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Sun Jul 18 2021
5

Excellent early rap album. Chuck Ds lyrics and rap style is among the best. The beats are hard and not overly funky like other late 80s early 90s. This album is far more influential than most other rap albums. Not my favorite rap album but it gets a bump for the legacy. 9.0/10

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Wed Jul 13 2022
5

The first PE album certainly felt like something fresh and different when it came out, but this second record is where PE really flexed into the iconic outfit that they became. faster, harsher sounding, more political than anyone had been before, this is the Public Enemy that really blew the doors off.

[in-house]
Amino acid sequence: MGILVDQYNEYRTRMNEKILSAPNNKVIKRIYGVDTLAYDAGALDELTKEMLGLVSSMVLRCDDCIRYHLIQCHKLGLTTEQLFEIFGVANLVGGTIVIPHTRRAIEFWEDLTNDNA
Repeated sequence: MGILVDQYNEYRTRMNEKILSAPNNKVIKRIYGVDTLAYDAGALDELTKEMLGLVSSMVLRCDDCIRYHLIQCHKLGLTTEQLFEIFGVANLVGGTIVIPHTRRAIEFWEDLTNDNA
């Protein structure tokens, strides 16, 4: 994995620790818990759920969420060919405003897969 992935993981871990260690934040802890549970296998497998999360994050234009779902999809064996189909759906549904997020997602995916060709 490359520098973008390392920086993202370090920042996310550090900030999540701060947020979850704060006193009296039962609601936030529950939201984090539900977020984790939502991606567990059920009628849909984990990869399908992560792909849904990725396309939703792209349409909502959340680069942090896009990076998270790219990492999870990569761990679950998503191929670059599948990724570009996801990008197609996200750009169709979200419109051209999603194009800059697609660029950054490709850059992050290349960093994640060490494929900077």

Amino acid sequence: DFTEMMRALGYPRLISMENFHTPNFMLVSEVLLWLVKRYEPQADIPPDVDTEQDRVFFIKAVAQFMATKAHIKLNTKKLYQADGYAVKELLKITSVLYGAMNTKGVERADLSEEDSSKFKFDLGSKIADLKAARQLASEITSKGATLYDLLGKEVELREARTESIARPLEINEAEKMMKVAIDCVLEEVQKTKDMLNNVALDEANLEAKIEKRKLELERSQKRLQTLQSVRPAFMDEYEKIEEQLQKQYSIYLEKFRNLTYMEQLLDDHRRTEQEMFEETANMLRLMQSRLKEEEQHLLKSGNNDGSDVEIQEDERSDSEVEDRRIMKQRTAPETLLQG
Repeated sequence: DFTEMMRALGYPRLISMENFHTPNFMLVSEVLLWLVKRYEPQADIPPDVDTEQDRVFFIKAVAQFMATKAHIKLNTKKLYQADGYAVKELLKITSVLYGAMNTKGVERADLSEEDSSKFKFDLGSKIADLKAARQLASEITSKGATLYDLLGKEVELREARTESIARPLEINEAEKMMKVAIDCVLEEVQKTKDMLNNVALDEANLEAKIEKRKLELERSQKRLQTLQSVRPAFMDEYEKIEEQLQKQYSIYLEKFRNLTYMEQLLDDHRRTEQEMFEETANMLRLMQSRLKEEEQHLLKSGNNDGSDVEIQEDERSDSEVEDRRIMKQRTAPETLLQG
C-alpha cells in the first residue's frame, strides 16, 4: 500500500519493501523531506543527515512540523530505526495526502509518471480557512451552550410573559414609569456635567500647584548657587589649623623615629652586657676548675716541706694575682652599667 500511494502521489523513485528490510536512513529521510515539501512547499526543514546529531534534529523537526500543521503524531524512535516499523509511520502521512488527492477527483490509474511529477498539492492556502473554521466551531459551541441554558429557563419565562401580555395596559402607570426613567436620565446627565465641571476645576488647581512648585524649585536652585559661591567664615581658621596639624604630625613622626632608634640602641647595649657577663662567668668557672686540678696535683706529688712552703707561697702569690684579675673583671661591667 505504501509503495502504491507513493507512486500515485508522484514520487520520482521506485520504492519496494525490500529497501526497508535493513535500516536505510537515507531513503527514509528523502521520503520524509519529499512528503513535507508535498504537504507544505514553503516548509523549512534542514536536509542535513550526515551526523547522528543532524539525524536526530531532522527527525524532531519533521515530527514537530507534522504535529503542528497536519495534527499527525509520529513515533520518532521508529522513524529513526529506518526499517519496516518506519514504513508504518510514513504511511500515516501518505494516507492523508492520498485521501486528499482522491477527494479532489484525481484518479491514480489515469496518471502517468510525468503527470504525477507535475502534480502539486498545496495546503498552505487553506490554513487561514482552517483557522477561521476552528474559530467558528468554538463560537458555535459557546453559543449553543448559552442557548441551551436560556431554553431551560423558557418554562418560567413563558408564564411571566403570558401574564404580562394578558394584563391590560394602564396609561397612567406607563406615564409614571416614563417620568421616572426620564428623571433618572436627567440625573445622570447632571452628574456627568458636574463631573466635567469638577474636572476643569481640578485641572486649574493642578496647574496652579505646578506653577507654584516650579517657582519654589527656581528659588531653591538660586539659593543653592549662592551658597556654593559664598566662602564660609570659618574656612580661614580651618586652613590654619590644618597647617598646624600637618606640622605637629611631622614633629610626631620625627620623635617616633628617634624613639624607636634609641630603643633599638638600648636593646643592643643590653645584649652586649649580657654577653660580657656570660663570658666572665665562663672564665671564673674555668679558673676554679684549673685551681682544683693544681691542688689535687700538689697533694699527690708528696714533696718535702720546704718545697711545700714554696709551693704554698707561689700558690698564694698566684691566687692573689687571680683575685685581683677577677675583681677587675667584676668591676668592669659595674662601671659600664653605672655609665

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Tue Oct 04 2022
5